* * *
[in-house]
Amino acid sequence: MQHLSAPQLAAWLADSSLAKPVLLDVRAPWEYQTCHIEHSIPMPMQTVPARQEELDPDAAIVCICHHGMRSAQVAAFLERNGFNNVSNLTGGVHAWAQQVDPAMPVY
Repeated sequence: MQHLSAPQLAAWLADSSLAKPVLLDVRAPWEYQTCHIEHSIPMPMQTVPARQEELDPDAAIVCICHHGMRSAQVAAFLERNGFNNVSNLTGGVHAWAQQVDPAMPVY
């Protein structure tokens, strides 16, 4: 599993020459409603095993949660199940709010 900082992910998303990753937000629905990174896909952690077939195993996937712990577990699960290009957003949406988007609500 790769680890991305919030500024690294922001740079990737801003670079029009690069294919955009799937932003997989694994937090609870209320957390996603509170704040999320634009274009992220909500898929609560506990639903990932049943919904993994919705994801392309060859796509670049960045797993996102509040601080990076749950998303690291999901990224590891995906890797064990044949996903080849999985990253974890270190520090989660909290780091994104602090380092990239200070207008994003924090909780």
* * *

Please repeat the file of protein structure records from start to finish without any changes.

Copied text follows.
[in-house]
Amino acid sequence: MQHLSAPQLAAWLADSSLAKPVLLDVRAPWEYQTCHIEHSIPMPMQTVPARQEELDPDAAIVCICHHGMRSAQVAAFLERNGFNNVSNLTGGVHAWAQQVDPAMPVY
Repeated sequence: MQHLSAPQLAAWLADSSLAKPVLLDVRAPWEYQTCHIEHSIPMPMQTVPARQEELDPDAAIVCICHHGMRSAQVAAFLERNGFNNVSNLTGGVHAWAQQVDPAMPVY
């Protein structure tokens, strides 16, 4: 599993020459409603095993949660199940709010 900082992910998303990753937000629905990174896909952690077939195993996937712990577990699960290009957003949406988007609500 790769680890991305919030500024690294922001740079990737801003670079029009690069294919955009799937932003997989694994937090609870209320957390996603509170704040999320634009274009992220909500898929609560506990639903990932049943919904993994919705994801392309060859796509670049960045797993996102509040601080990076749950998303690291999901990224590891995906890797064990044949996903080849999985990253974890270190520090989660909290780091994104602090380092990239200070207008994003924090909780």